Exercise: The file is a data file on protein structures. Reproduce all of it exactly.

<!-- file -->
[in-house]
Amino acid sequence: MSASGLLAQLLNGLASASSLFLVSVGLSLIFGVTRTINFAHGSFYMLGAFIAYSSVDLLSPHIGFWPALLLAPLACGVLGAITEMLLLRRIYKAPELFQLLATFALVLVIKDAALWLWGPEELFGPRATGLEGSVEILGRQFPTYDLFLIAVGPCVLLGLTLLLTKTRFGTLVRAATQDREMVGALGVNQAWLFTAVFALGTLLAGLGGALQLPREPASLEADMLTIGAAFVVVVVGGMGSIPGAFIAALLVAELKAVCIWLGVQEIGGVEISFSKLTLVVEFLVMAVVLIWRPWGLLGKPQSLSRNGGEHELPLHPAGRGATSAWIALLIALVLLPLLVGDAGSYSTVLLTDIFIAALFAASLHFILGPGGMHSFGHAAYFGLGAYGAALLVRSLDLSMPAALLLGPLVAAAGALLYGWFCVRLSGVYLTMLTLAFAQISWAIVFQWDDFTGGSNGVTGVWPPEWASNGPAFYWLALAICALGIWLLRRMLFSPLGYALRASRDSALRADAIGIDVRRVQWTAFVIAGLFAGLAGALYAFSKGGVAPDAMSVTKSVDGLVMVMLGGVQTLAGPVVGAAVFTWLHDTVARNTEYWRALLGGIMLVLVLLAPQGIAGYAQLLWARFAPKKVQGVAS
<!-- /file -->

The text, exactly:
[in-house]
Amino acid sequence: MSASGLLAQLLNGLASASSLFLVSVGLSLIFGVTRTINFAHGSFYMLGAFIAYSSVDLLSPHIGFWPALLLAPLACGVLGAITEMLLLRRIYKAPELFQLLATFALVLVIKDAALWLWGPEELFGPRATGLEGSVEILGRQFPTYDLFLIAVGPCVLLGLTLLLTKTRFGTLVRAATQDREMVGALGVNQAWLFTAVFALGTLLAGLGGALQLPREPASLEADMLTIGAAFVVVVVGGMGSIPGAFIAALLVAELKAVCIWLGVQEIGGVEISFSKLTLVVEFLVMAVVLIWRPWGLLGKPQSLSRNGGEHELPLHPAGRGATSAWIALLIALVLLPLLVGDAGSYSTVLLTDIFIAALFAASLHFILGPGGMHSFGHAAYFGLGAYGAALLVRSLDLSMPAALLLGPLVAAAGALLYGWFCVRLSGVYLTMLTLAFAQISWAIVFQWDDFTGGSNGVTGVWPPEWASNGPAFYWLALAICALGIWLLRRMLFSPLGYALRASRDSALRADAIGIDVRRVQWTAFVIAGLFAGLAGALYAFSKGGVAPDAMSVTKSVDGLVMVMLGGVQTLAGPVVGAAVFTWLHDTVARNTEYWRALLGGIMLVLVLLAPQGIAGYAQLLWARFAPKKVQGVAS